Of course I debated with these so-called experts about nature and nurture because I’m suspicious of everything and everyone that isn’t me.  I debated about all the things that come from my family’s blood and all the things that come from social disease and conditioning.  Still, in the center I fought with myself and knew the truth: There were cracks in the instances and in between all these instances is where I was getting worse.

I’d go into subterranean dark places for leisure, fun and to isolate myself from the world.  I’d write in essays, poems and prose my suicidal ideations which continued from childhood.  I’d meet with a new friend called anxiety again and again and again questioning the past, present and future concerning everything that became (or was) broken.  Was I going to make it another day in this physical realm? My other good friend (since I was 5) came knocking hard on my door and I’d go through all my cycles of chronic loneliness, hopelessness and meaninglessness and stare at the bottomless grief that arrives to taint and place a million holes in my mind, spirit and heart.

Those cracks in the instances became clear as well as my past history when I was going through one of my most tragic experiences at the age of 12 – signed over to two mental hospitals for over six months – I was fed medication for the supposed imbalances in my brain.  First was Prozac, and then came Lithium.  And of course, I didn’t agree with medication being fed to anyone less than 18 years of age, but my mother didn’t share the same views as her 12 year old.  I had zero control as any kid does at that age and was subjected to doctor’s tests, special diets, wondering what was love and how did it look like and was it true I wasn’t normal and these two medications would be the cure everybody else was looking for?

Prozac made me hyper – so hyper that cartwheels became my favorite thing to perform.  I couldn’t stop!  However throughout the day I’d have hallucinations (of what? I don’t remember anymore – but I’m sure I wrote about it in a lost book for the universe to know) and during the night when I closed my eyes to go to sleep I’d have white flashes come over my eyes like strobe lights.  And when I finally fell into deep sleep, the nightmares were horrible – once I dreamt of giving birth to a demonic alien baby.  (Why would a 12 year old dream of having a baby?)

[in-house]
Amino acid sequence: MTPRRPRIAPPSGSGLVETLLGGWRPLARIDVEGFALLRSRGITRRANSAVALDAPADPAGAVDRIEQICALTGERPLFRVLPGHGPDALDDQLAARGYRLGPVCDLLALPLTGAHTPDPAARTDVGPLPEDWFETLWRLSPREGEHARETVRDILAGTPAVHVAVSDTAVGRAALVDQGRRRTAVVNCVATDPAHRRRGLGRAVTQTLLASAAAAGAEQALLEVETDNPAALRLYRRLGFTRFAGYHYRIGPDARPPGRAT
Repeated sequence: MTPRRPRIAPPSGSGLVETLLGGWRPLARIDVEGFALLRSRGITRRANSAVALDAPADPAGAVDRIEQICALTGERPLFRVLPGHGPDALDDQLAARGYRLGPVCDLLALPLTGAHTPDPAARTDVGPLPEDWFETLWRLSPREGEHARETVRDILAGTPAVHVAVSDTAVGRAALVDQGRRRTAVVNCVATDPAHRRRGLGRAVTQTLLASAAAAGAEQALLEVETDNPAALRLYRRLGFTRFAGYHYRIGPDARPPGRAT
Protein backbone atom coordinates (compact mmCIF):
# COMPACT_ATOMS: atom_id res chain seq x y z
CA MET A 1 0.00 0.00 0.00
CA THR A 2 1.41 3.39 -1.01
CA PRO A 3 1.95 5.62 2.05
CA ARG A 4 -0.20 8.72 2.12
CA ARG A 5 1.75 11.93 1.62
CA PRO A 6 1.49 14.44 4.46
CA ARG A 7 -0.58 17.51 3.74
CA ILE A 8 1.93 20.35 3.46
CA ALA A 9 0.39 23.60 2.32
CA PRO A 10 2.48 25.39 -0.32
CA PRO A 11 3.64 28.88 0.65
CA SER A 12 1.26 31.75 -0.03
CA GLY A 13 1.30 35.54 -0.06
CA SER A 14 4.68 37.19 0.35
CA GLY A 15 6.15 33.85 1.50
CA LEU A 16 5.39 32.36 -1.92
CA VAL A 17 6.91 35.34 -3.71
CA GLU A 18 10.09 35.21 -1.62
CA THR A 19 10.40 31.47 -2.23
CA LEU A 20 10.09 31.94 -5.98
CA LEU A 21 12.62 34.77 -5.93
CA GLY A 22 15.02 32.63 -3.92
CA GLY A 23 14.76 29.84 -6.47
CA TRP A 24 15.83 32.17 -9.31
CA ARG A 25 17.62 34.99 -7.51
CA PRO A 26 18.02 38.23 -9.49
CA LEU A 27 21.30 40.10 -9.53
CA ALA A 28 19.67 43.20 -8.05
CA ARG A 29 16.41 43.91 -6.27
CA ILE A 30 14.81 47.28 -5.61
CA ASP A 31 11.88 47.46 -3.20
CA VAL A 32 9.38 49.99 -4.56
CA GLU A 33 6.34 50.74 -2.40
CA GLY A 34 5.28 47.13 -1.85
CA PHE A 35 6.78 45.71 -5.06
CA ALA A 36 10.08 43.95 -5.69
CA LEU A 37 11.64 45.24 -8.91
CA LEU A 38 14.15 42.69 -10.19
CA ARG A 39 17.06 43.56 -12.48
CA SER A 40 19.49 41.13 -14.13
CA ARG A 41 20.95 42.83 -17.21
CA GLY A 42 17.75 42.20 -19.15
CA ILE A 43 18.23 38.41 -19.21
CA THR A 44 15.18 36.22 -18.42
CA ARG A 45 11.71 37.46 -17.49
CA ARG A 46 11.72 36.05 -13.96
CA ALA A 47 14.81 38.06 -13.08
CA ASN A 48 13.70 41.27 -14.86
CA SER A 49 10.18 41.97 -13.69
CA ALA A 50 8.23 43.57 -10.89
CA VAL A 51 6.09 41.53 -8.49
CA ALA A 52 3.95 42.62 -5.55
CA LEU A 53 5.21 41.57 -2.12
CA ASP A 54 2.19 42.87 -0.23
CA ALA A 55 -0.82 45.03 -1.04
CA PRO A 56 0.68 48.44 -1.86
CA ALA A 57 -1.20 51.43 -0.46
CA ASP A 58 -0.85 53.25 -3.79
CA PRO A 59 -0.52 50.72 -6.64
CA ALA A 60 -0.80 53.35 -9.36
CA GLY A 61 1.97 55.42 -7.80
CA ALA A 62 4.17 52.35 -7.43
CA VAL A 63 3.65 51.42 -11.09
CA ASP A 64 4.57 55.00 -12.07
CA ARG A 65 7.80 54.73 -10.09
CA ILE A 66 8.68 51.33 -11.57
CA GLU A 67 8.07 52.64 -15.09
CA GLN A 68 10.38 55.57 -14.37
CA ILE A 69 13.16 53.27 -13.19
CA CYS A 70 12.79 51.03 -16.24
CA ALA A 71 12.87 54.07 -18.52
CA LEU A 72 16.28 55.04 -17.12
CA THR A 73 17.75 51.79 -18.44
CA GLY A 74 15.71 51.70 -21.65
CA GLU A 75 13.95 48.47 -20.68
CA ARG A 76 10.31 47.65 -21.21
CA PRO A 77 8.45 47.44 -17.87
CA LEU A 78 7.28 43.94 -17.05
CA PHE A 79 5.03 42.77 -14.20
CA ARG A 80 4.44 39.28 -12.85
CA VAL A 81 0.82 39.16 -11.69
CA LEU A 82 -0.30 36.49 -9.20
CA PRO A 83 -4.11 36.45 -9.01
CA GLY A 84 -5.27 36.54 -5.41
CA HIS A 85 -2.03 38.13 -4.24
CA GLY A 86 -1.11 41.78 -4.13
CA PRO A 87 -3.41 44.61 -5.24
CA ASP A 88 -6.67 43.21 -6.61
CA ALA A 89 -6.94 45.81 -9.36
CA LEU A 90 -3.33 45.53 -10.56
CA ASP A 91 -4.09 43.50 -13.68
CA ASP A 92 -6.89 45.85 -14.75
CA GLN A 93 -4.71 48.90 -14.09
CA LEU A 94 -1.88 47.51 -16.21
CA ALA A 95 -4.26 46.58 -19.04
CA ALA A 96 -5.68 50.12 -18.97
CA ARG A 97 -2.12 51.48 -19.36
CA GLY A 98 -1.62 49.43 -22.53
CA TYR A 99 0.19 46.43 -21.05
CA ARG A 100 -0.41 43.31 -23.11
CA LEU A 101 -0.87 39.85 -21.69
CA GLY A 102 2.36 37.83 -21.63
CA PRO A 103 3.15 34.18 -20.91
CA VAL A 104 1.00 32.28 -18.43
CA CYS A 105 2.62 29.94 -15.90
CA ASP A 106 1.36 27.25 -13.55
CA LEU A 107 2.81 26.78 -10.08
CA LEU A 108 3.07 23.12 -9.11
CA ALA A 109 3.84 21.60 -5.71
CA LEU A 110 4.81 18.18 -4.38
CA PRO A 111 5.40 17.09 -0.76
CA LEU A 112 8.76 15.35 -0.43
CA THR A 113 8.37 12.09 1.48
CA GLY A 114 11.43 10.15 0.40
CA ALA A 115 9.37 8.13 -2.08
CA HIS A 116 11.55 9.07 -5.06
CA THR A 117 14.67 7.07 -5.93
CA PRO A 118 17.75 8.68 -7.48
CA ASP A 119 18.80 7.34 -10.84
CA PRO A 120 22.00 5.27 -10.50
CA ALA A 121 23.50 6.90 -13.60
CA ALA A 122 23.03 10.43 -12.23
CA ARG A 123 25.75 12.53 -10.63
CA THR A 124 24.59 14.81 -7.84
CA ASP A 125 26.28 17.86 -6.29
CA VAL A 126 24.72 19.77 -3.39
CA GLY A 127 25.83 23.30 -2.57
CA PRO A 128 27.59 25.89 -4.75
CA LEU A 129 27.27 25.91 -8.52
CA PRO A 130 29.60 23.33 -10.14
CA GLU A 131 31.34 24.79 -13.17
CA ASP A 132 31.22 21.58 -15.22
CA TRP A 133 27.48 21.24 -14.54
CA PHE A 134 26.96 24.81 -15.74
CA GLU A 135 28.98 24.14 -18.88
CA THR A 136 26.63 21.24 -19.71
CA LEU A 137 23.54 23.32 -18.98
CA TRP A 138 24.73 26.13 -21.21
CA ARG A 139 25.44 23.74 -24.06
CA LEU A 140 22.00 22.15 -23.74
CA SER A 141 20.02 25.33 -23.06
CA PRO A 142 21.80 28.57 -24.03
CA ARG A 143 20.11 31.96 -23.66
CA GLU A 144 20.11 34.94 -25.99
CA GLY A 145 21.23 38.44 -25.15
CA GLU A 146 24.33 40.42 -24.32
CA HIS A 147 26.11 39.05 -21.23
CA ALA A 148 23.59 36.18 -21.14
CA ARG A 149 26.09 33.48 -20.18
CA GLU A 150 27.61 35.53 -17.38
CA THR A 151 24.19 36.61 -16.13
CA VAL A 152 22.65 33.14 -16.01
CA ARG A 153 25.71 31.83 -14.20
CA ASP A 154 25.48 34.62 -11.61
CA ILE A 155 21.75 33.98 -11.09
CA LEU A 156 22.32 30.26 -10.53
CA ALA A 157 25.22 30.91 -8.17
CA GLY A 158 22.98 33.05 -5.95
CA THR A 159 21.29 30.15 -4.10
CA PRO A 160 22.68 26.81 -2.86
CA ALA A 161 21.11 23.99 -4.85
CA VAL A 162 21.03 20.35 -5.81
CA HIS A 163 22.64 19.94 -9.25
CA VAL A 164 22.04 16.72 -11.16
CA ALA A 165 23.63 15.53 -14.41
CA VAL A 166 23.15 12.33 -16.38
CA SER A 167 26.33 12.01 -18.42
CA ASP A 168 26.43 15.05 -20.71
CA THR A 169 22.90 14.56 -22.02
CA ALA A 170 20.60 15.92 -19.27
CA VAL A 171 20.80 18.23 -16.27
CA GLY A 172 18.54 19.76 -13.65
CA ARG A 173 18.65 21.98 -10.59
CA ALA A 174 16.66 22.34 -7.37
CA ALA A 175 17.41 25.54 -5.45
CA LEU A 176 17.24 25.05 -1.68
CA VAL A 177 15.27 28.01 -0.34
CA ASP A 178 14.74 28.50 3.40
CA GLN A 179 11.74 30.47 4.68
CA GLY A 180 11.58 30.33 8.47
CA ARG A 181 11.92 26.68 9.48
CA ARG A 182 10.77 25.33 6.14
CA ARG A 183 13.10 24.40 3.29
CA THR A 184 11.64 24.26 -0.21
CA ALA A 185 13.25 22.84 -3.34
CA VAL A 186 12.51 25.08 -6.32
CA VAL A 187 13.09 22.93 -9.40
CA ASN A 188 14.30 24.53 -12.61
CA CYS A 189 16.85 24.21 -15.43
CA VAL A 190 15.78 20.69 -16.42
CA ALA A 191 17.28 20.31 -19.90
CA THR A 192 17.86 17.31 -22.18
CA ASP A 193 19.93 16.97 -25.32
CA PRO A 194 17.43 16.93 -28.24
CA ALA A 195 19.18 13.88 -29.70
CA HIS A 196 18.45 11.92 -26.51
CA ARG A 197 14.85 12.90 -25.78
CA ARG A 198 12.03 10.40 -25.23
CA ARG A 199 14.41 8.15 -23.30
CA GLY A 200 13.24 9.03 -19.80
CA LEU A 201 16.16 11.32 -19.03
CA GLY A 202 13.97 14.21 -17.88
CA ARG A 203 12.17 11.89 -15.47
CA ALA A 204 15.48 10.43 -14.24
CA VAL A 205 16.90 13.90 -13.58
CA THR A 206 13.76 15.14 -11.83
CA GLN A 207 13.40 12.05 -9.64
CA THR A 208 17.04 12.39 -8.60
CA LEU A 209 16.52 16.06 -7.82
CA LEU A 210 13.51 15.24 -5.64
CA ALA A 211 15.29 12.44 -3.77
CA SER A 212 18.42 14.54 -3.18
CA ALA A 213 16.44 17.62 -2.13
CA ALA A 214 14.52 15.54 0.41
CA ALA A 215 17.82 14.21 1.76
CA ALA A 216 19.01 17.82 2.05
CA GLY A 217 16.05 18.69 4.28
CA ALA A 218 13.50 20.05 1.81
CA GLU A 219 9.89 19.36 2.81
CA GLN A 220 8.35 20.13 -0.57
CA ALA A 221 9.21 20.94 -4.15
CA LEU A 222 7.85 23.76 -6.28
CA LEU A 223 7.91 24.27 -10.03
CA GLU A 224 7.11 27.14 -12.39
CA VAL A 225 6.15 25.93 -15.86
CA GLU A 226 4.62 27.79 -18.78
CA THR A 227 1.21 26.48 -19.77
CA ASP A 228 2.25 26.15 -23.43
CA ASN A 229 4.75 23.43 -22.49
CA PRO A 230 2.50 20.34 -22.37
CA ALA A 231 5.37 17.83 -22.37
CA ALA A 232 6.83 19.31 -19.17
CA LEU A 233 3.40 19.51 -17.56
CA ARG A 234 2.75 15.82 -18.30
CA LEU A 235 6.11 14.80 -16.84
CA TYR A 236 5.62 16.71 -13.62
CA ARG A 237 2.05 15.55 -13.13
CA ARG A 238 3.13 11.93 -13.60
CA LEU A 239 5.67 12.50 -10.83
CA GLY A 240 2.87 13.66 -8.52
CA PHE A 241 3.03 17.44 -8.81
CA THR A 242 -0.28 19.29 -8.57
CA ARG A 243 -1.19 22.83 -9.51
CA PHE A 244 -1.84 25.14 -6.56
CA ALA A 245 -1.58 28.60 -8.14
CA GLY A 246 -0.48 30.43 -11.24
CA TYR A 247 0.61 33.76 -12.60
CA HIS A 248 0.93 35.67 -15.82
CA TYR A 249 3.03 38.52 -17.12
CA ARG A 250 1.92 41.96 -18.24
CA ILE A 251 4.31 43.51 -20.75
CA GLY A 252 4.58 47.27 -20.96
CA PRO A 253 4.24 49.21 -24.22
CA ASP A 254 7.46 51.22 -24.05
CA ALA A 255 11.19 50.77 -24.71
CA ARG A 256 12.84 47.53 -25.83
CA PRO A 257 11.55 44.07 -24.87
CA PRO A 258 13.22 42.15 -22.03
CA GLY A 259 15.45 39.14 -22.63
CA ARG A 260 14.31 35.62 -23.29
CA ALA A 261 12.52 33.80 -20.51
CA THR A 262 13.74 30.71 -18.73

After the hyperactivity, doctors thought to give me Lithium because my grandmother took it and they had reason to believe it succeeded. (I’m not sure how?)  But something tells me this was all a plot for me to lie on their silver platter to undergo a Spinal Tap procedure.  Lithium had its own issues and the dosage was higher – I had to take it 3 times a day.  With this medication came weekly blood work because mercury and other dangerous things a doctor wouldn’t inform you about were concerns. Then there were countless yeast infections my tiny body couldn’t handle.  Lastly, long-term usage meant my kidney and thyroid would be altered, better yet, damaged to a degree in the future.

So every time a current psychiatrist or therapist would bring up the idea of medication to balance the chemicals in my brain – it’s not a wonder why I would say FUCK NO for years on end!  But a few months ago before bringing on the New Year, I made one of the biggest decisions of my adult life and figured I’ll try medication to stabilize my moods and prevent sudden manic highs and lowly lows.  The reason why I decided to try it is because I’m committed to fixing all aspects of myself.

Then again, who’s to say I need fixing if it’s not someone outside me like a relative, a partner or a societal authoritative figure who keeps claiming there’s something about me I need to fix?

 

To be continued.

-Hall